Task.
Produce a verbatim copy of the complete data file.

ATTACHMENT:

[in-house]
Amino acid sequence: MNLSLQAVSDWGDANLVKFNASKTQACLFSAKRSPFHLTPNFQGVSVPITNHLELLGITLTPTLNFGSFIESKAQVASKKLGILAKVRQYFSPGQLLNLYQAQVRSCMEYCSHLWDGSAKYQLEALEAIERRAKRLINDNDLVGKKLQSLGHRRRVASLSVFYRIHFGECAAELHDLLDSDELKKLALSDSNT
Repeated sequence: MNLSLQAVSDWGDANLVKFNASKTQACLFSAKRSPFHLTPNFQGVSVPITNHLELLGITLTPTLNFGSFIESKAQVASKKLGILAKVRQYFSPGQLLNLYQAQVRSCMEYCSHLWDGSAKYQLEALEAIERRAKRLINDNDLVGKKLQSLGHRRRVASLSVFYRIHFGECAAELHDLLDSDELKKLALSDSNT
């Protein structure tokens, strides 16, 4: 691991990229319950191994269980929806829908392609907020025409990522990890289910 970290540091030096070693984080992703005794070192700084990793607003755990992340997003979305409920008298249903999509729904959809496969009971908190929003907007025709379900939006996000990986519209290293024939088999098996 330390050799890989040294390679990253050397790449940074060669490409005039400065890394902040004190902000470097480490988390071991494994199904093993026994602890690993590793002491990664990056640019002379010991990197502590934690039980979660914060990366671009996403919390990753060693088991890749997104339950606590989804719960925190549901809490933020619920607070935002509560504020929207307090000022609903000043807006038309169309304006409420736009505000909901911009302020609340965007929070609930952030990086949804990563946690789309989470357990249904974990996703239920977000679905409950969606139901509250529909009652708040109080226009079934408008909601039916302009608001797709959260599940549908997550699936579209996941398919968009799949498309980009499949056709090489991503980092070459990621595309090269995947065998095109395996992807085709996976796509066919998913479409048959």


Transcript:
[in-house]
Amino acid sequence: MNLSLQAVSDWGDANLVKFNASKTQACLFSAKRSPFHLTPNFQGVSVPITNHLELLGITLTPTLNFGSFIESKAQVASKKLGILAKVRQYFSPGQLLNLYQAQVRSCMEYCSHLWDGSAKYQLEALEAIERRAKRLINDNDLVGKKLQSLGHRRRVASLSVFYRIHFGECAAELHDLLDSDELKKLALSDSNT
Repeated sequence: MNLSLQAVSDWGDANLVKFNASKTQACLFSAKRSPFHLTPNFQGVSVPITNHLELLGITLTPTLNFGSFIESKAQVASKKLGILAKVRQYFSPGQLLNLYQAQVRSCMEYCSHLWDGSAKYQLEALEAIERRAKRLINDNDLVGKKLQSLGHRRRVASLSVFYRIHFGECAAELHDLLDSDELKKLALSDSNT
């Protein structure tokens, strides 16, 4: 691991990229319950191994269980929806829908392609907020025409990522990890289910 970290540091030096070693984080992703005794070192700084990793607003755990992340997003979305409920008298249903999509729904959809496969009971908190929003907007025709379900939006996000990986519209290293024939088999098996 330390050799890989040294390679990253050397790449940074060669490409005039400065890394902040004190902000470097480490988390071991494994199904093993026994602890690993590793002491990664990056640019002379010991990197502590934690039980979660914060990366671009996403919390990753060693088991890749997104339950606590989804719960925190549901809490933020619920607070935002509560504020929207307090000022609903000043807006038309169309304006409420736009505000909901911009302020609340965007929070609930952030990086949804990563946690789309989470357990249904974990996703239920977000679905409950969606139901509250529909009652708040109080226009079934408008909601039916302009608001797709959260599940549908997550699936579209996941398919968009799949498309980009499949056709090489991503980092070459990621595309090269995947065998095109395996992807085709996976796509066919998913479409048959």